Santa Clarita Valley Rotary Club members are connecting books to bookworms while bringing the community together with Little Free Libraries.
“When I became Rotary president, one of the things that popped up in the Rotary magazine was that Rotary clubs were putting together these libraries,” said Matt Denny, president of the Santa Clarita Valley Rotary Club. “One of the goals in Rotary is to increase literacy around the world, as well as encourage community peace.”
A Little Free Library looks like a miniature home with a variety of books inside. The idea of the Little Free Library is to be a place for the public to take a book and leave a book, for free.
There are six Little Free Libraries, two of which were installed by the SCV Rotary Club, in the Santa Clarita Valley:
- Little Free Library #21493
28538 Kathleen Ave, Saugus, CA 91350
- Barbara Gordon’s Little Free Library (a bilingual library)
25249 Atwood Blvd., Newhall, CA 91321
- Little Free Library #19785
29681 Mammoth Ln., Canyon Country, CA 91387
- Carousel Ranch Little Free Library
34289 Rocking Horse Rd, Santa Clarita, CA 91390
There are others in the valley but the addresses were not available.
There are two more planned Little Free Library installations in the next month — one at the College of the Canyons Canyon Country campus and one at a home in Canyon Country.
Little Free Library is a nonprofit organization based in Wisconsin, according to the website. In January 2015, there were more than 25,000 Little Free Libraries registered around the world.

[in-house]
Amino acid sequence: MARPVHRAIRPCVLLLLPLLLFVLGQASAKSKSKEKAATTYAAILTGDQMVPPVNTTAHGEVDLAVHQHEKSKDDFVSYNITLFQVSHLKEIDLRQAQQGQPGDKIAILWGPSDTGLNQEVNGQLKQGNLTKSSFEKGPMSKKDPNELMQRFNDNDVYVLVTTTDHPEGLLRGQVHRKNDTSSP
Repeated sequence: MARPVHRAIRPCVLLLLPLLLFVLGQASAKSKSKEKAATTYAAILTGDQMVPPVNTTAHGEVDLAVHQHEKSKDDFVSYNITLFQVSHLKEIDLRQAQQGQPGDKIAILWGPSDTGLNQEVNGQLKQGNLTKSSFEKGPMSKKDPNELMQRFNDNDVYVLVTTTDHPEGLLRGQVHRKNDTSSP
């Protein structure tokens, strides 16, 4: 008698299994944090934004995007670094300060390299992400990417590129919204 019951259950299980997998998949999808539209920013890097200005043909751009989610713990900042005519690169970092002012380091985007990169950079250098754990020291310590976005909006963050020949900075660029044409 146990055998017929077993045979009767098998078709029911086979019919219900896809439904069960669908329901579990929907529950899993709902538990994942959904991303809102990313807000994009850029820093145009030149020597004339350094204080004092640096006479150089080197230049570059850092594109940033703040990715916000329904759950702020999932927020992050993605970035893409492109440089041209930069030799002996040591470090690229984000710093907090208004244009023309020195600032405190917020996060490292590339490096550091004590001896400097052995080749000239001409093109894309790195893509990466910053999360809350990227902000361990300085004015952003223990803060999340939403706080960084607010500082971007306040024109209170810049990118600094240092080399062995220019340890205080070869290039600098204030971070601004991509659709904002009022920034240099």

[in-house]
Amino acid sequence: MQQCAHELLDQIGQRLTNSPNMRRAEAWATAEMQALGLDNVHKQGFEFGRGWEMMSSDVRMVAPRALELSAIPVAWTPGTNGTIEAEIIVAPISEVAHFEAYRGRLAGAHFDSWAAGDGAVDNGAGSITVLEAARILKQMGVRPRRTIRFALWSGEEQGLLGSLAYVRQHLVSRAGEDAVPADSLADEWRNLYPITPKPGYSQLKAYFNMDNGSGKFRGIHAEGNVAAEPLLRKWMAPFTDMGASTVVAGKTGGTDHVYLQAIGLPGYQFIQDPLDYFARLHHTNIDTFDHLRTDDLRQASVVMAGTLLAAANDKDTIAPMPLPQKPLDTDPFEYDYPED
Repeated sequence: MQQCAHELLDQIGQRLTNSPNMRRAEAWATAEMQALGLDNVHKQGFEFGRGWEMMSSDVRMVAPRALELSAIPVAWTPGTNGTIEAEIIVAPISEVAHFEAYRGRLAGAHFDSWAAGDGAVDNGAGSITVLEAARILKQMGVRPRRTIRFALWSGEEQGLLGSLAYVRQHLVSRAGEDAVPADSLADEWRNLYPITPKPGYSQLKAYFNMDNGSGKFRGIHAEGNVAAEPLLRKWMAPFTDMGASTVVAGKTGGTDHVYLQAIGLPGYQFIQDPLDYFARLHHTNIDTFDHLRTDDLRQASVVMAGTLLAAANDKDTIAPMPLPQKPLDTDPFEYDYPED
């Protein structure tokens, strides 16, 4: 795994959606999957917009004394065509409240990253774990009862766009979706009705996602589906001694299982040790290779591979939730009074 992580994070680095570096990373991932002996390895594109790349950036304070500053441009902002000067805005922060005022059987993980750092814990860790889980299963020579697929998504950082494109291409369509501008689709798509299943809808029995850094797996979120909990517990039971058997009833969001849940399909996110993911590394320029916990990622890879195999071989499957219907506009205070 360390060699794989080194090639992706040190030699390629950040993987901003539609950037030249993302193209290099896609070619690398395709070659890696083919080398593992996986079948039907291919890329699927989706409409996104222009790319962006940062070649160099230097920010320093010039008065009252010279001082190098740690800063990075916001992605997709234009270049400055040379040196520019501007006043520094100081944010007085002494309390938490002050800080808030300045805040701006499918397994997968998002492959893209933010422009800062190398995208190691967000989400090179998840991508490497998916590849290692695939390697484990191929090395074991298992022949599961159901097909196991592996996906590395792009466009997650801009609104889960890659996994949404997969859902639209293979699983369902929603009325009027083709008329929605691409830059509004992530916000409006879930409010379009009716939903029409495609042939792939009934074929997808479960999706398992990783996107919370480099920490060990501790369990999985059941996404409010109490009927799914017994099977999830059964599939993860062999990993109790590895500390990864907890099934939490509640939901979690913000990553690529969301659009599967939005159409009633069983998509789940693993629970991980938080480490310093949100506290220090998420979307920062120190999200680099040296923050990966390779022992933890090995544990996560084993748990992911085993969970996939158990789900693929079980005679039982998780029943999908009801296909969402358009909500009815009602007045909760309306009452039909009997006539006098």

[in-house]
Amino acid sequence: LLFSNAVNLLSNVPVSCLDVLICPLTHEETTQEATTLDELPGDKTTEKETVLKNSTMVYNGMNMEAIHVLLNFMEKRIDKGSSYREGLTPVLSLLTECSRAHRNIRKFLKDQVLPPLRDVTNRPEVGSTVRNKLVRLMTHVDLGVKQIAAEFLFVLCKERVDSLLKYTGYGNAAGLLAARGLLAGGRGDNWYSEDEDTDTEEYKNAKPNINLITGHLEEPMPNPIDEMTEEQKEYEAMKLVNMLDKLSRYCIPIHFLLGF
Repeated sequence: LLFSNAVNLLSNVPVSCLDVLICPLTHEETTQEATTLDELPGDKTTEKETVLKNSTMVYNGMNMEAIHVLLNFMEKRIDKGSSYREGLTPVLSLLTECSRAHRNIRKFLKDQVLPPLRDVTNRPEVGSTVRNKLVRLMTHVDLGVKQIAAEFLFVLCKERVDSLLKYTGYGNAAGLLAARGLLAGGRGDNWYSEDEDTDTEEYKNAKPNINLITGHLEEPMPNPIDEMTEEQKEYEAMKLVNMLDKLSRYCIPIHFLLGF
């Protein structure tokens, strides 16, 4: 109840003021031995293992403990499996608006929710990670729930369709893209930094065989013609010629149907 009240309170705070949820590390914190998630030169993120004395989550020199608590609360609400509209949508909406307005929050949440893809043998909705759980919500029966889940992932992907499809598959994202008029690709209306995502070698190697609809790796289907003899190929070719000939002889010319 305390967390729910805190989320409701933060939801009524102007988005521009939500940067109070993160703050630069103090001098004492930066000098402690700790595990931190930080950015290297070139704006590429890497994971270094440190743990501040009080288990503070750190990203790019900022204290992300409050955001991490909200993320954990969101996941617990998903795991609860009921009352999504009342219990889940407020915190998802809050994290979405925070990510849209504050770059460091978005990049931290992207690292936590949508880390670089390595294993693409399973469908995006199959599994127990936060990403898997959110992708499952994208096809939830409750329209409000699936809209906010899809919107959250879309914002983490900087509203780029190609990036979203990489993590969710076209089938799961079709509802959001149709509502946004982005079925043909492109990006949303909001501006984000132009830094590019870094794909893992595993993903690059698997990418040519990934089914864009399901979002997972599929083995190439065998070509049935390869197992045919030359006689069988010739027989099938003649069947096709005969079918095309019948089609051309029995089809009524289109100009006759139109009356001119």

A Facebook group, Santa Clarita Valley Little Free Libraries, was created for members to post information about the local free libraries.
To install the Little Free Libraries, Rotary members had to obtain permits from the city of Santa Clarita and may have to have the library structures approved by local homeowner’s associations if more residents would like to install the libraries, Denny said.
“Hopefully, we can encourage more people to do this on their own,” he said.
A Little Free Library can be handmade or bought from the organization’s website. Their prices vary but begin at about $200.
“This is a benefit for the community — to bring neighborhoods together. People are stopping and talking to each other,” Denny said. “It’s a great way for the community to get to know each other and share literature. It’s a way for the community to come together and be a little more cohesive.”